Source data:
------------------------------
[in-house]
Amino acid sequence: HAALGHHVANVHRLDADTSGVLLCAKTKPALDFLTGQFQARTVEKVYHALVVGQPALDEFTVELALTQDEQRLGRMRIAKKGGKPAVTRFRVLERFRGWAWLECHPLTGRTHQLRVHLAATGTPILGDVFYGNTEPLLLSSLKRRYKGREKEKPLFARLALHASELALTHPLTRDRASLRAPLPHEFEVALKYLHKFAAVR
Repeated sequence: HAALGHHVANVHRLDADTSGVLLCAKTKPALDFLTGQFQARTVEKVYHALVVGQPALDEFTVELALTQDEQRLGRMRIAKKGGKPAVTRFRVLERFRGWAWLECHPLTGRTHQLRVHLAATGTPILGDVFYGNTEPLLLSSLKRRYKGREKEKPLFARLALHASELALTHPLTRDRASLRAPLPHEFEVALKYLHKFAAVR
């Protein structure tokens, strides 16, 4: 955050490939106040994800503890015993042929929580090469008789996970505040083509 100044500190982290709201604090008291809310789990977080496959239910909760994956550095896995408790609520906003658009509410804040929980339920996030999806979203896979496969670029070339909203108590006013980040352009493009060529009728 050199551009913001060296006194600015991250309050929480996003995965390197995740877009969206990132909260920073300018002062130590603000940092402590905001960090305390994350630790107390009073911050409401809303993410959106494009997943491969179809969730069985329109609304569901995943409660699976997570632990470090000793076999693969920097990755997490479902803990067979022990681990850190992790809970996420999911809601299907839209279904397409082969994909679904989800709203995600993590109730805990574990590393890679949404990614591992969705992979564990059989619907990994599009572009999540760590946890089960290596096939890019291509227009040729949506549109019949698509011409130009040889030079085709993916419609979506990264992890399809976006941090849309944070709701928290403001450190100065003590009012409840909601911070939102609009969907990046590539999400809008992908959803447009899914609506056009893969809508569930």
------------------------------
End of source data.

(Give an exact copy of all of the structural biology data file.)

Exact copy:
[in-house]
Amino acid sequence: HAALGHHVANVHRLDADTSGVLLCAKTKPALDFLTGQFQARTVEKVYHALVVGQPALDEFTVELALTQDEQRLGRMRIAKKGGKPAVTRFRVLERFRGWAWLECHPLTGRTHQLRVHLAATGTPILGDVFYGNTEPLLLSSLKRRYKGREKEKPLFARLALHASELALTHPLTRDRASLRAPLPHEFEVALKYLHKFAAVR
Repeated sequence: HAALGHHVANVHRLDADTSGVLLCAKTKPALDFLTGQFQARTVEKVYHALVVGQPALDEFTVELALTQDEQRLGRMRIAKKGGKPAVTRFRVLERFRGWAWLECHPLTGRTHQLRVHLAATGTPILGDVFYGNTEPLLLSSLKRRYKGREKEKPLFARLALHASELALTHPLTRDRASLRAPLPHEFEVALKYLHKFAAVR
């Protein structure tokens, strides 16, 4: 955050490939106040994800503890015993042929929580090469008789996970505040083509 100044500190982290709201604090008291809310789990977080496959239910909760994956550095896995408790609520906003658009509410804040929980339920996030999806979203896979496969670029070339909203108590006013980040352009493009060529009728 050199551009913001060296006194600015991250309050929480996003995965390197995740877009969206990132909260920073300018002062130590603000940092402590905001960090305390994350630790107390009073911050409401809303993410959106494009997943491969179809969730069985329109609304569901995943409660699976997570632990470090000793076999693969920097990755997490479902803990067979022990681990850190992790809970996420999911809601299907839209279904397409082969994909679904989800709203995600993590109730805990574990590393890679949404990614591992969705992979564990059989619907990994599009572009999540760590946890089960290596096939890019291509227009040729949506549109019949698509011409130009040889030079085709993916419609979506990264992890399809976006941090849309944070709701928290403001450190100065003590009012409840909601911070939102609009969907990046590539999400809008992908959803447009899914609506056009893969809508569930």